It Happened Without Warning
We’ve all heard this devastating statement at some point in our lives. A family member, coworker or acquaintance suddenly experiences a stroke, heart attack, or even sudden death. So many questions arise. People whisper. How could this have happened? What went wrong? Why didn’t their doctor see this coming? He or she seemed so healthy, how is this possible?
Our next thoughts reflect on our loved ones, and ourselves. Are we healthy enough? Could that happen to us? How can we protect ourselves? What could have caused these catastrophic health conditions? Tragically, these unfortunate individuals may have been afflicted with what doctors call “the silent killer”, better known as arterial stiffness. Many victims are never aware that they are at risk until they experience their first heart attack from occluded vessels. It has been estimated that 60-70 million Americans harbor this silent killer.
What is arterial stiffness?
Arterial stiffness is a painless degenerative process. It affects the flexibility and elasticity of our arteries, making them stiffer as we age. Damage to the arteries’ smooth interior surface from inflammation causes it to harden. Fat and cholesterol deposit in the walls of arteries, causing plaques to form. Over time, these plaques can narrow or completely block the arteries resulting in major health complications throughout the body. Shockingly, this condition can begin when we are in early adolescence, creating havoc in our arteries without our knowledge. Early changes are quite difficult to detect. If this health issue is not properly addressed, the damage may reach critical levels, promoting a lethal level of plaque as we approach midlife.
Arterial stiffness is strongly associated with elevated blood pressures (hypertension) and condition called atherosclerosis. Atherosclerosis is the medical term for the dangerous accumulation of plaque in the large arteries. Elastic and flexible arteries are necessary for proper blood flow. Non-flexible or hardened plaque filled arteries cause our hearts to work much harder, constantly forcing blood against the increasing pressure of stiff and partially occluded blood vessels. Pumping this strenuously can cause the muscular walls of the heart to become larger in order to adjust to the excessive workload. This increase in heart muscle size and mass requires additional blood flow to bring nourishing oxygen to power this important organ. If the blood flow is compromised, because we have stiff arteries full of plaque…we are in trouble.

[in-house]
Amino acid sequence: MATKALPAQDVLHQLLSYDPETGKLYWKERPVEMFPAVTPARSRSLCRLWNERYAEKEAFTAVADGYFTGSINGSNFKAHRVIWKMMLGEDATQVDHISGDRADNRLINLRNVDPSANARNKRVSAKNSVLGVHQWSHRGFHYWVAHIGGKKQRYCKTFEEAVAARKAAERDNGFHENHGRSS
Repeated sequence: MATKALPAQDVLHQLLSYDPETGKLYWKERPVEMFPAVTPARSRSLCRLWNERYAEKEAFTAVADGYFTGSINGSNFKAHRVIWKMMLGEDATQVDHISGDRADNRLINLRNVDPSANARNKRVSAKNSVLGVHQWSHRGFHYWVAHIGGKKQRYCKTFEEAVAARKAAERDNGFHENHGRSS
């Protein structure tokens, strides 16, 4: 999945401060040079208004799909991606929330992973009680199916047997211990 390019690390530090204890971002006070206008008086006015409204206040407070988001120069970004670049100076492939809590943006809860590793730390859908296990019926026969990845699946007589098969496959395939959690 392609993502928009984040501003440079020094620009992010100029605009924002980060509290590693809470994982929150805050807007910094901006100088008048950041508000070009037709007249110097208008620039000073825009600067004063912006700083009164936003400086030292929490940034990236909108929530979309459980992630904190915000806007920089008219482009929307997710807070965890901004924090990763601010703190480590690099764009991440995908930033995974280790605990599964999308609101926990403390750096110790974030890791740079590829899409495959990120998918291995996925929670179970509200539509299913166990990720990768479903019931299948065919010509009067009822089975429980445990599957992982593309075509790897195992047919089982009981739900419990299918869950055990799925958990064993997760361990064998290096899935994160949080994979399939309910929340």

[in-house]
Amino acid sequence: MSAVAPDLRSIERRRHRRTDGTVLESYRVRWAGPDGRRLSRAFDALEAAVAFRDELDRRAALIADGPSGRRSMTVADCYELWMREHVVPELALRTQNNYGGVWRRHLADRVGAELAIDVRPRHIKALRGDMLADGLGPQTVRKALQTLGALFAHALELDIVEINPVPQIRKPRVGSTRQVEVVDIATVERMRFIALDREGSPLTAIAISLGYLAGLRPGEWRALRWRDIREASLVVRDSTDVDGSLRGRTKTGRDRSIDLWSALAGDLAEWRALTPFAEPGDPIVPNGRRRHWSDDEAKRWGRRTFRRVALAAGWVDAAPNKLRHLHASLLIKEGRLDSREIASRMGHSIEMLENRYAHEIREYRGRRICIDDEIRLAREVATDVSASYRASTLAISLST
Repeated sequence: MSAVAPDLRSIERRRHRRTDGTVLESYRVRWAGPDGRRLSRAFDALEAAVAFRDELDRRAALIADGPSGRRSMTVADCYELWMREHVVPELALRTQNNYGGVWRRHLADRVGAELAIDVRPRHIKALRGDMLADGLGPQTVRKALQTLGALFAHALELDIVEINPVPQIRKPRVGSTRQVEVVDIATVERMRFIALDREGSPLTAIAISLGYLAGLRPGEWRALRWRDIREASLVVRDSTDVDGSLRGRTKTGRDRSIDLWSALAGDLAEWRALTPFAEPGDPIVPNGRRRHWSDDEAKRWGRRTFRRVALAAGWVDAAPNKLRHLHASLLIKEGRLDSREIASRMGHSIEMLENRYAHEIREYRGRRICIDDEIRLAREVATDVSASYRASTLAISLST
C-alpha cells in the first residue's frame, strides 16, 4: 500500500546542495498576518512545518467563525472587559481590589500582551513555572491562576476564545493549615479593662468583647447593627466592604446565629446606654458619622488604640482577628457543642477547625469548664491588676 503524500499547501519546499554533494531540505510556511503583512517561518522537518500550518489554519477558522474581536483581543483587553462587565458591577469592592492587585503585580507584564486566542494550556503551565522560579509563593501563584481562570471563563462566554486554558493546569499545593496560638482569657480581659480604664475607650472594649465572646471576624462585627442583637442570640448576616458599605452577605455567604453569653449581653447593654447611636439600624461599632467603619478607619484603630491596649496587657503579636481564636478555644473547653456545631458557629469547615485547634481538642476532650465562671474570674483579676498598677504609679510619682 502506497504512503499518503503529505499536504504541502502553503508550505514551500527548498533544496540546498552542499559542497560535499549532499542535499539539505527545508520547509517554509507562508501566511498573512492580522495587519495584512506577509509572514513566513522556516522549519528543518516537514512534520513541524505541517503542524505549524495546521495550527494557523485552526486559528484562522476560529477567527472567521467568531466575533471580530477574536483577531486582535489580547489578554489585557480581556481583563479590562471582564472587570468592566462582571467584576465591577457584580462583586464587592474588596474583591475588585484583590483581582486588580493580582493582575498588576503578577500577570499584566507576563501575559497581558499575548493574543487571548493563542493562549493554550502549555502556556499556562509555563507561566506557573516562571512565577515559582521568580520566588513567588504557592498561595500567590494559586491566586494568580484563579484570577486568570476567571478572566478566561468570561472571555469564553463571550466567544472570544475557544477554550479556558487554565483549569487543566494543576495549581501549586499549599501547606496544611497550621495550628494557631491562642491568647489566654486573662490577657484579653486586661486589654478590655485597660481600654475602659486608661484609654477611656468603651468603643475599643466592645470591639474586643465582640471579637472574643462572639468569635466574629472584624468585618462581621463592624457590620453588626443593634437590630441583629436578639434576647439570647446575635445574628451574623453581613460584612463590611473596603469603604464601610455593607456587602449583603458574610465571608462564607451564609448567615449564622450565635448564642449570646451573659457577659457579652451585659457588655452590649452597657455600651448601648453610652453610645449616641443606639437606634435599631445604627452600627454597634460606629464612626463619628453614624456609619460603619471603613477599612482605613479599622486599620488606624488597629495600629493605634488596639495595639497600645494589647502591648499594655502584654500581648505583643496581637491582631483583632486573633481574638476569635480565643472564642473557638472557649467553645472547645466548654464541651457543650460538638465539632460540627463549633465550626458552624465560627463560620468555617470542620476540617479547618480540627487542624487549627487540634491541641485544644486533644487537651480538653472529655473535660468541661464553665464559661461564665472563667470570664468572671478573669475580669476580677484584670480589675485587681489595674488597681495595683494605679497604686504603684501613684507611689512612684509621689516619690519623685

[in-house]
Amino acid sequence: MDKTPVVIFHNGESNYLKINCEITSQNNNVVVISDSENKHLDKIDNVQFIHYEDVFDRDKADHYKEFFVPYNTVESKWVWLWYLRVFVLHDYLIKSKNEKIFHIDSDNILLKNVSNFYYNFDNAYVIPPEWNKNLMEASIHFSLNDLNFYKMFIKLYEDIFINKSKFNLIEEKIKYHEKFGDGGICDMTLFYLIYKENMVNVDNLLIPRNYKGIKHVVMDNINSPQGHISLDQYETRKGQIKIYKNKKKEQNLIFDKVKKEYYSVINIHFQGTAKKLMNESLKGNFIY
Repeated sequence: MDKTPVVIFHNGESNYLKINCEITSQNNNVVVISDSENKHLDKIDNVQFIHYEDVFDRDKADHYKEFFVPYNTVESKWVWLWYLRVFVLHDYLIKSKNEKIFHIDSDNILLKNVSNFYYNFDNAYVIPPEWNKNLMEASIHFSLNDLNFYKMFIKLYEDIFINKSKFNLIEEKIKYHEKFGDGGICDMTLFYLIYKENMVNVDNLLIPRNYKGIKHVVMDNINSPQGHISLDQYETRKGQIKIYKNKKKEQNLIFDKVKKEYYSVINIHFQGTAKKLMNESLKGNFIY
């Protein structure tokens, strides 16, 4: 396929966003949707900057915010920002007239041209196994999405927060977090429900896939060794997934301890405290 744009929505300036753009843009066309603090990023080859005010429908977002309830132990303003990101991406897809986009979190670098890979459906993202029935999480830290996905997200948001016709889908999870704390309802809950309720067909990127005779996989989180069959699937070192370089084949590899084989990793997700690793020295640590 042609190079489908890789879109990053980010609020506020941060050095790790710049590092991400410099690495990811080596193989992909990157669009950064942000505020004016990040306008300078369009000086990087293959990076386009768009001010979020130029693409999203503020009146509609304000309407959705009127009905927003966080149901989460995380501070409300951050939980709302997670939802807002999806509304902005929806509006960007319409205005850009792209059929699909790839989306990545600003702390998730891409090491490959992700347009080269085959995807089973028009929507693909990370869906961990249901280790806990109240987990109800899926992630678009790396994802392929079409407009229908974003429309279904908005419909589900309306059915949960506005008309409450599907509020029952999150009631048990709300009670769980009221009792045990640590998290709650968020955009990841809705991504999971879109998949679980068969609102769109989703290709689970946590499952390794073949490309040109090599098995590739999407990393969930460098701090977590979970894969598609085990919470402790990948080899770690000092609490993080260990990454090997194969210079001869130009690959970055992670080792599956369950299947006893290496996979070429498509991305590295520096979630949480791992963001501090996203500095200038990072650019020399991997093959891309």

What are the dangers of arterial stiffness?
Arterial stiffness creates an inability to deliver critical oxygen to our tissues. As our arteries narrow due to plaque, we are unable to move oxygen rich blood to all the organs and tissues of the body. These circulatory issues severely compromise the entire body. The kidneys may become damaged, eventually necessitating dialysis for support. Risk becomes elevated for a variety of cardiovascular complication including blood clots, occlusion of the blood vessels and even sudden death due to plaque rupture. Stiff blood vessels compromise heart function, vascular integrity and neurological function. Arterial stiffness is a growing epidemic affecting countless unsuspecting individuals. Health practitioners should make a sincere effort address this issue during preventative checkups.
Complications related to arterial stiffness:
-Angina (chest pain)
-Congestive Heart Failure
-Transient Ischemic Attack (prelude to a stroke-sudden numbness or weakness in arms or legs, difficulty speaking or slurred speech, temporary loss of vision in one eye, or drooping muscles in your face)
-Peripheral artery disease (pain in extremities due to poor circulation)
What causes arterial stiffness?
Risk factors for arterial stiffness are quite numerous and everyone has at least one. Aging! Getting older contributes to hardening of the arteries. The shearing force of the blood running through the vessels will cause wear and tear over time. Other significant contributions to this issue include the following:
-Elevated Cholesterol Levels
-Elevated Triglycerides (fat in the blood)
-Smoking/ Tobacco Chew
-Diabetes, Insulin resistance (elevated blood sugars cause structural damage)
-Fatty Liver (NAFLD)
-Post chemotherapy complication
-Inflammatory conditions arising from the following: unhealthy gut microbiome, heavy metal or environmental toxicity, elevated homocysteine levels in the blood due to altered MTHFR genetic variations, inflammatory diseases such as Lyme, rheumatoid arthritis, viral, fungal or bacterial infections.
– Low levels of Silica- essential for collagen formation necessary for supple arteries. Silica is effective in removing plaque from artery walls. Researchers found arteriosclerotic artery walls showed excessively high levels of calcium and lower than normal levels of silica. Silica has the added benefit of helping to remove aluminum from the body. Aluminum is a heavy metal which causes damage to blood vessel walls.